In Illinois, when a dog bites someone, the owner is almost always legally responsible for compensating the victim, not only for medical bills, but also lost wages, pain and suffering and mental anguish.
Many other states have a one-bite rule that protects dog owners from being sued for damages under the belief that they were unaware their dog had the potential for aggression, but Illinois law does not include a one-bite clause. Illinois law falls on the side of dog bite victims, who are able to sue for damages if they are bitten under certain circumstances, even if the dog has never bitten anyone before.
Don’t Poke the Pooch – Illinois Dog Bite Laws Protect Dogs Too
In Illinois, the law is also designed to protect dogs and dog owners from litigation if the person who was bitten by the dog provoked the incident.
A child may torment a dog until the dog bites, or an adolescent may cruelly tease or torment a dog, earning a bite.
Although the case in which the child was bitten may go one way or the other depending on the child’s age, the owners of a dog that is harassed and bites in what was essentially self-defense, the owner won’t be held liable.
Trespassers are also not protected under Illinois law. Contact a dog bite lawyer in illinois to learn more.
How Long Is The Illinois Dog Bite Statute of Limitations?
Generally, the statute of limitations in Illinois for dog bites is 2 years from the day of the injury. Check with an attorney to make sure you know when the statute of limitations is for your dog bite injury.
Dog Bite Attorney Near Me
By searching “dog bite attorney near me”, you can find a dog bite attorney that is close to your location or place of residence. You can also search “dog bite lawyer near me”, to find an accomplished lawyer or attorney.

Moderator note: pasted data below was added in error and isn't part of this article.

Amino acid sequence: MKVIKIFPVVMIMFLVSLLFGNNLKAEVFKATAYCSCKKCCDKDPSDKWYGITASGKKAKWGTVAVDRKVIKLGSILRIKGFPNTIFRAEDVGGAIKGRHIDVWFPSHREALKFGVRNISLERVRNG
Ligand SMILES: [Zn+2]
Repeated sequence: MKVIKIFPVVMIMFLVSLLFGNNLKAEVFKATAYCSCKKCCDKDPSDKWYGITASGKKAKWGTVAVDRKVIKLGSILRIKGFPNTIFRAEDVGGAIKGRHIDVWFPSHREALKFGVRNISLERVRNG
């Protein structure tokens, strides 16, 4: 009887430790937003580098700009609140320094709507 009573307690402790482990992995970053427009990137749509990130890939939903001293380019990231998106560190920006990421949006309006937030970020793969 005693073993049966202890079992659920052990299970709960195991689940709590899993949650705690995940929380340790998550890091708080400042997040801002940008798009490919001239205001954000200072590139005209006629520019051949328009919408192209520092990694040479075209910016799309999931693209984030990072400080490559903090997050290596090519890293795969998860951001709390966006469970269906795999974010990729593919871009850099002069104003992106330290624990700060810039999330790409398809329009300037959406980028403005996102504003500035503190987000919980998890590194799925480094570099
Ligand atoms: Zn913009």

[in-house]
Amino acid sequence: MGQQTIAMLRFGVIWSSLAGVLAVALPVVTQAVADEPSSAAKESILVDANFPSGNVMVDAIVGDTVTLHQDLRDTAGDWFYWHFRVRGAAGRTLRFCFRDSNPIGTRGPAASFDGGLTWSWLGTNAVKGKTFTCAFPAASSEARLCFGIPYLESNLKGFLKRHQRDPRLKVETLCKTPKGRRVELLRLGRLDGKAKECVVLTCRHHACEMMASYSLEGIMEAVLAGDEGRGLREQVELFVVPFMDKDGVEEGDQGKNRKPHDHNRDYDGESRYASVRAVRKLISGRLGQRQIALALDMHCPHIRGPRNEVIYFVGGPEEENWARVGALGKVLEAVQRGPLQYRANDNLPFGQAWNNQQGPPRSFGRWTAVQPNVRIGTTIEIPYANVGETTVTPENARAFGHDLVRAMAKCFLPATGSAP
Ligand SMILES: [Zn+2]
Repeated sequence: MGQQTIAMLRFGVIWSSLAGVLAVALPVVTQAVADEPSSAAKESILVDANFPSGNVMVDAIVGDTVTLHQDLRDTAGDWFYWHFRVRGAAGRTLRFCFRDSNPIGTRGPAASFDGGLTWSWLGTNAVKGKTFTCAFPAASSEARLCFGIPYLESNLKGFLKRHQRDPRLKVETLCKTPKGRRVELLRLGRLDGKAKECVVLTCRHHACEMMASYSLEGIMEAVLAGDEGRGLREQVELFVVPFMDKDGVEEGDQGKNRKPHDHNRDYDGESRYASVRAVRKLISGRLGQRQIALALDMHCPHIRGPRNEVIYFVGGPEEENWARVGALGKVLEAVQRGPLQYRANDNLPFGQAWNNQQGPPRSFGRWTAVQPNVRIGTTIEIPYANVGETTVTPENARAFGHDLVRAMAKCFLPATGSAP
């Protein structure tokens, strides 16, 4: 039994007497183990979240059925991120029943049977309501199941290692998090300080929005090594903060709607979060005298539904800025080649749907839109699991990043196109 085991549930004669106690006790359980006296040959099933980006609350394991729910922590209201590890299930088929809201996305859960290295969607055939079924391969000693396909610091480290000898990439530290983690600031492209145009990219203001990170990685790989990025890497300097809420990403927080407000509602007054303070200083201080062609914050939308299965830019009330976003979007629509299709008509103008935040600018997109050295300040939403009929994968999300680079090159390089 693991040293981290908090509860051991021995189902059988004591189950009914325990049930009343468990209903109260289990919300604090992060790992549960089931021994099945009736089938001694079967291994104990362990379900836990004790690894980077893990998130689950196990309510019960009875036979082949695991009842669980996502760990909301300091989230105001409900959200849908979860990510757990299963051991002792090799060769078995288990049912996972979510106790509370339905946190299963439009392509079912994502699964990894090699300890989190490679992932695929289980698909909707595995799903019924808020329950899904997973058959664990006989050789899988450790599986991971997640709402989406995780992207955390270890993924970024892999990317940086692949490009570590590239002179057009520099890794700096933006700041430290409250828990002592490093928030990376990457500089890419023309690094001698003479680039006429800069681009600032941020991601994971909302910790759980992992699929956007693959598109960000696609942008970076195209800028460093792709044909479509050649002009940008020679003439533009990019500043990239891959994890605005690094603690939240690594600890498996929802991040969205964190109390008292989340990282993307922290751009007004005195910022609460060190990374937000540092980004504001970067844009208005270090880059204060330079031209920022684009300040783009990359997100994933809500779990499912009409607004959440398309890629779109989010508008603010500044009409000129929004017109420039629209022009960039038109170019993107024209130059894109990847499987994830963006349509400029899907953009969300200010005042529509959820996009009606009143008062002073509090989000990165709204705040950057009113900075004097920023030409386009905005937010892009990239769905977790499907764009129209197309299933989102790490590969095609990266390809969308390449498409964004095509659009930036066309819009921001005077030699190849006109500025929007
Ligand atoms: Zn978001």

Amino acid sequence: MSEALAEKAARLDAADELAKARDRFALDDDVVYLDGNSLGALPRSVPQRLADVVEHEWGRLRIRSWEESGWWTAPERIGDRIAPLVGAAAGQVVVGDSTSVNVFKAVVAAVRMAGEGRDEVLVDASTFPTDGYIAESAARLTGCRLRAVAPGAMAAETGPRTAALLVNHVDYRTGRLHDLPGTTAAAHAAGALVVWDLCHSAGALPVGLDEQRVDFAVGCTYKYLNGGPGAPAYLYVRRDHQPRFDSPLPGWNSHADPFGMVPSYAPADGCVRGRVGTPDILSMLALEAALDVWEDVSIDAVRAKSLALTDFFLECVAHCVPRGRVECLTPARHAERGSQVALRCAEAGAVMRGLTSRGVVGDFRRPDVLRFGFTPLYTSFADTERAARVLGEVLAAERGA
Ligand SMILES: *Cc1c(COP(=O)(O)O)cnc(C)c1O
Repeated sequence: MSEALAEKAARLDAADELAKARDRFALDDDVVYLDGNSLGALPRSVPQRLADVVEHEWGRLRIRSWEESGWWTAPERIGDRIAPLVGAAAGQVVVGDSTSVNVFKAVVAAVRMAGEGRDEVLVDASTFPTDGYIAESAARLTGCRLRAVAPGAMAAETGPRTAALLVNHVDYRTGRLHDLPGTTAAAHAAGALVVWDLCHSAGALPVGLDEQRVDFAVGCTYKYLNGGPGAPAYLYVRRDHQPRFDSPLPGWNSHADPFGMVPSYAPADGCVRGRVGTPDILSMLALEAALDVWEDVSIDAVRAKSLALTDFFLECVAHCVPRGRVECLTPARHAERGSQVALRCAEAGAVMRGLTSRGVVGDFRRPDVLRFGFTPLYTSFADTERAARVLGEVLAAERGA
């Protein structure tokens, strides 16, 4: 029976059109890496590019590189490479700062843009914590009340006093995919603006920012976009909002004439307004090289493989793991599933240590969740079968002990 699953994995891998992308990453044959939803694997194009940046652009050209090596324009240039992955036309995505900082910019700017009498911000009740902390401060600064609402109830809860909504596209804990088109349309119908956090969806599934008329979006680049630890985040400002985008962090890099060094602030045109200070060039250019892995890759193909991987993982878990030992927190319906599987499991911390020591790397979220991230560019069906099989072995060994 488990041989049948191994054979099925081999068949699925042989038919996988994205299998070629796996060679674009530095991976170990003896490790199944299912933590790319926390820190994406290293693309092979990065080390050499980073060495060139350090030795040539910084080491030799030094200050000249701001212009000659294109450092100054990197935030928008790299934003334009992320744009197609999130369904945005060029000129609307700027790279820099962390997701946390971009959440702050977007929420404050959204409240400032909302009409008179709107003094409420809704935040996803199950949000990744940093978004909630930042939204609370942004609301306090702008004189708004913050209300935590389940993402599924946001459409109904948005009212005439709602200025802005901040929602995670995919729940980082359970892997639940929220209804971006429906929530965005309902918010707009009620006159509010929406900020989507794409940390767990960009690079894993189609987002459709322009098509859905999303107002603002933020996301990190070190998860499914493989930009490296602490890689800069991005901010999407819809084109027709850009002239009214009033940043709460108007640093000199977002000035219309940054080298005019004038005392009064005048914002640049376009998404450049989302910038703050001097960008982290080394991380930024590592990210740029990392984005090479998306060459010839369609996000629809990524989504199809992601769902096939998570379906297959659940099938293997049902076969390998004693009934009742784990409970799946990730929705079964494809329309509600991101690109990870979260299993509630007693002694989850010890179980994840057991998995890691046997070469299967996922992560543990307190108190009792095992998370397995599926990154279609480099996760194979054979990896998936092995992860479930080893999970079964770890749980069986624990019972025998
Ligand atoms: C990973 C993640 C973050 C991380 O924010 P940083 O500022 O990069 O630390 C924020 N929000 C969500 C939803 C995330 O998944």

What Are Common Dog Bite Injury Compensation Amounts?
The amount of compensation you’ll receive for your dog bite case may depend on many different factors. These include the type of injury, severity of the injury, permanency of injury, medical bills, to name a few. Get in touch with an experienced dog bite attorney in Illinois to find out if you have a case and how much your dog bite case might be worth.
Do I Need an Illinois Dog Bite Attorney?
If you have been bitten by a dog, it’s important to consult an attorney who is experienced in Illinois dog bite litigation to determine whether or not your injuries and the incident are worthy of legally pursuing.
If you were on a person’s property lawfully and were not provoking the dog at the time of the bite, it’s likely you have a case.
- Collect your medical records and any associated bills.
- Take photographs of your injuries.
- Collect statements from any witnesses as soon following the bite as possible, and take down their information in case your attorney needs it later.
- Take down the insurance information from the dog’s owner.
- Make sure the dog is up-to-date on rabies shots. If not, the dog will have to be quarantined at a veterinarian’s or the local animal shelter for a period of 10 days. Dogs with up-to-date immunizations for rabies can be quarantined at home.
Dog-on-dog bites are more common than dog bites to humans, but can also be cause for litigation due to the resulting vet bills.